Environmental Feasibility of Hydroponic and Aquaponic Systems
Environmental feasibility is also a very important factor to evaluate when considering the commercial implementation of hydroponics and aquaponics. Conventional agriculture poses many environmental concerns with two being excessive land use and water use. According to the United States Department of Agriculture, conventional agriculture is associated with about 80% of the nation’s water use, and this rate can surpass 90% in some western states. The need for more land to expand existing agricultural practice often poses a threat to species whose habitats are subsequently destroyed to make space for farmland. Similarly, the increased use of water for agriculture leads to the pollution of freshwater bodies. According to the Food and Agricultural Association of the United Nations, traditional irrigation techniques and the increased use of pesticides are primarily responsible for the degradation of water quality of freshwater bodies, through pollutant runoff, which has a negative impact on water biodiversity and fisheries. In this article, we will explore the comparisons between traditional agricultural methods and alternative hydroponic and aquaponic systems in terms of water, land, and energy consumption.
In the next 25 years, population growth will cause an increase in water scarcity, with traditional farming practices causing a 40% global water deficit by 2030. When groundwater stores are used up or contaminated, the water once used to irrigate crops will become depleted and global food production will suffer. To support aquaponics systems, the demand for water is less than 100 L/kg of fish harvested, whereas recirculating agriculture systems on other fish farms require an average of 400 L/kg of fish raised. Overall, examining the implications of switching over to aquaponic systems from conventional fish farms indicates promising water conservation. Water conservation is important to preserve biodiversity because without sufficient water, stresses on species lead to global biodiversity loss.
Water shortage has become more prevalent due to conventional agricultural practices, which take up significant water resources. There are other strains on water availability, most notably, global population growth and climate change. Warmer air, a key factor of climate change, tends to hold more moisture and so more water will evaporate from oceans and lakes, leading to a drier environment that can have a negative impact on drinking water supply, which is also used in agriculture. These changes pose an even greater demand for efficient water allocation in the agricultural sector. Based on trends in the rising population, it is predicted that by 2050, agriculture will need to output 60% more food worldwide. Additionally, based on climate change predictions, freshwater availability is likely to decrease and limit agriculture yields by the end of the 21st century since conventional farming practices currently account for 70% of freshwater use worldwide.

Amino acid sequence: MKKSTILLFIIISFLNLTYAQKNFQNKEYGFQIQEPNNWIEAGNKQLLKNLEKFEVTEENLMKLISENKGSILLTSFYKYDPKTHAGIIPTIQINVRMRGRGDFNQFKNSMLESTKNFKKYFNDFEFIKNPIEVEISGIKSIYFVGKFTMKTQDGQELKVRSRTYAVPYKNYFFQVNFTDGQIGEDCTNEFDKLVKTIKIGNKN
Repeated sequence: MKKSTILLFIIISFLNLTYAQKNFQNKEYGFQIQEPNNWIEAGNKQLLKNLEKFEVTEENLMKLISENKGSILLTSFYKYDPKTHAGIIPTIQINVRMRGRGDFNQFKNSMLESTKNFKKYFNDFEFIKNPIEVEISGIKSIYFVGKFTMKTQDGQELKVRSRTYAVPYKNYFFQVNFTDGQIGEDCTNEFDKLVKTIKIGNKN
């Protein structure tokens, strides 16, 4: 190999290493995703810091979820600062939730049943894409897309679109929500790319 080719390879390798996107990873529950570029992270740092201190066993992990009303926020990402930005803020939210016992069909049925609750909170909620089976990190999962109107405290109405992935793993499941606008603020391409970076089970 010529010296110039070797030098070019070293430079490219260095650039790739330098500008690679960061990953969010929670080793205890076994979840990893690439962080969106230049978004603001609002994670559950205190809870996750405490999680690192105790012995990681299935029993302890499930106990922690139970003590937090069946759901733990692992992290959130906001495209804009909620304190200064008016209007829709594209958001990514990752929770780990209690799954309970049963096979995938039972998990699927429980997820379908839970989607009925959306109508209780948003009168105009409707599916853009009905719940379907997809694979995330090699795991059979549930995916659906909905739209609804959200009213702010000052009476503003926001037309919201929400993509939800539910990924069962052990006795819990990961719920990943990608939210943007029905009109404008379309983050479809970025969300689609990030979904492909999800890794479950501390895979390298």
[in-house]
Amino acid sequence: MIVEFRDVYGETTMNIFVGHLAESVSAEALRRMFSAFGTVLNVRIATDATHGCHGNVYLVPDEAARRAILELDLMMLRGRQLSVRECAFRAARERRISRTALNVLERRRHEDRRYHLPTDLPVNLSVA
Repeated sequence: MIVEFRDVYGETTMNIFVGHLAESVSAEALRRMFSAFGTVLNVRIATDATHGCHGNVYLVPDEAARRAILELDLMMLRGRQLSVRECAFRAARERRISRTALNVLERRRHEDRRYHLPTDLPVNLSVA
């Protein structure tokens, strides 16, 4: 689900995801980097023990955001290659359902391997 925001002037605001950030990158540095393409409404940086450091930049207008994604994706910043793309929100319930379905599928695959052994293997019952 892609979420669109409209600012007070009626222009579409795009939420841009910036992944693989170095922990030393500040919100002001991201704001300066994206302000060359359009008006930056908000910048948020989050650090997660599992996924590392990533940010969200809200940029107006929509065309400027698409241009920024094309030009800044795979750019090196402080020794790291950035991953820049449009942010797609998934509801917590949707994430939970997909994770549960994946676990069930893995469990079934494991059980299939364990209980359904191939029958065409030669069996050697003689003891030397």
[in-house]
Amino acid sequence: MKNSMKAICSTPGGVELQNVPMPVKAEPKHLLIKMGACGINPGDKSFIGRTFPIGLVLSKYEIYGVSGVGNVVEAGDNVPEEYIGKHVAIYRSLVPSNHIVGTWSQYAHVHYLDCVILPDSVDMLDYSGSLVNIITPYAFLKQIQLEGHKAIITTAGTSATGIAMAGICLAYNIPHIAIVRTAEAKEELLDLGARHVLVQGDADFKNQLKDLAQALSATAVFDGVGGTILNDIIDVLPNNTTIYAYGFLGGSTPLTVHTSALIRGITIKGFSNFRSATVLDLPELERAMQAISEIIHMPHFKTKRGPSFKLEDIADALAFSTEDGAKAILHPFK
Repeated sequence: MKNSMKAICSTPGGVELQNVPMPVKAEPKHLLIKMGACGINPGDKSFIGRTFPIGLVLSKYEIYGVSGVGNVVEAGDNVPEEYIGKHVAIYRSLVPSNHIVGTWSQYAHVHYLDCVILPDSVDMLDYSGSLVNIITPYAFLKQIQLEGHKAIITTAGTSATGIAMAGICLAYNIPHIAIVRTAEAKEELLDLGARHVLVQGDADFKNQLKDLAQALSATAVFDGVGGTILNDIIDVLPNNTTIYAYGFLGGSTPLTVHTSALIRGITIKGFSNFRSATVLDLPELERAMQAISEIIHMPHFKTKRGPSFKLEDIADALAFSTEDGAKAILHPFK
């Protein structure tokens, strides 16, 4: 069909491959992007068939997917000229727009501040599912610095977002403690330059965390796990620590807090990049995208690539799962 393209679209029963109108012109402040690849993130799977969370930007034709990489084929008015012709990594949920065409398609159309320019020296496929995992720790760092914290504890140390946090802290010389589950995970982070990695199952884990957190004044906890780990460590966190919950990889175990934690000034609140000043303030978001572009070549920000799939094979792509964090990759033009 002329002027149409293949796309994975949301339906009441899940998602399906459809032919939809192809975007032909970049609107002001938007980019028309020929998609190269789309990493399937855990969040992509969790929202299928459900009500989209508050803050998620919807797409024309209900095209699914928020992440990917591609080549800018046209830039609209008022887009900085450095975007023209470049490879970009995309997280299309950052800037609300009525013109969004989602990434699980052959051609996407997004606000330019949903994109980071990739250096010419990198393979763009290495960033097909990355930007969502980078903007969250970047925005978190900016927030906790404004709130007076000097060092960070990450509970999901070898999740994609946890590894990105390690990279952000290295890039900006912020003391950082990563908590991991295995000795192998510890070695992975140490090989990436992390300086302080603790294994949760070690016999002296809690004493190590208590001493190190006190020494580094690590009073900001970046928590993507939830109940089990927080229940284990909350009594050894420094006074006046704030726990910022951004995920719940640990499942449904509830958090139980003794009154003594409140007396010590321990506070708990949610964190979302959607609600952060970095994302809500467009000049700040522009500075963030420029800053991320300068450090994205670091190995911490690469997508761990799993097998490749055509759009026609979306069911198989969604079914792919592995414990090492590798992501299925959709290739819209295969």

Currently, with 95 million land acres protected by the National Wildlife Refuge System, less than 4 percent of the continental United States is dedicated to preserving land and water-based biodiversity. A study from the Center for Sustainability and the Global Environment at the University of Wisconsin-Madison found that croplands in the United States have expanded at a rate of more than one million acres per year. This conversion demonstrates a pattern of encroachment into areas that are significant for wildlife and maintaining biodiversity. Grasslands are the main source of land converted to agriculture in the United States, which is especially detrimental for native pollinators, birds, and plant species. Soil nutrient depletion is another concern in these lands which stems from the intensification of land dedicated to agricultural practices like tilling. In order to mitigate biodiversity loss, we must look towards alternative agricultural methods that require less land for the same crop output.
That being said, with land and water conservation being so crucial to keep up the global food supply, the abundance of renewable energy, such as solar, geothermal, and windpower, should be considered in conjunction with hydroponic systems. Alternative agriculture, although promising, needs more sophistication in terms of energy efficiency. If the government and local grass roots supporters provide subsidies to alleviate some of the initial implementation costs of infrastructure, we will likely see more sustainable and cost-effective systems take hold.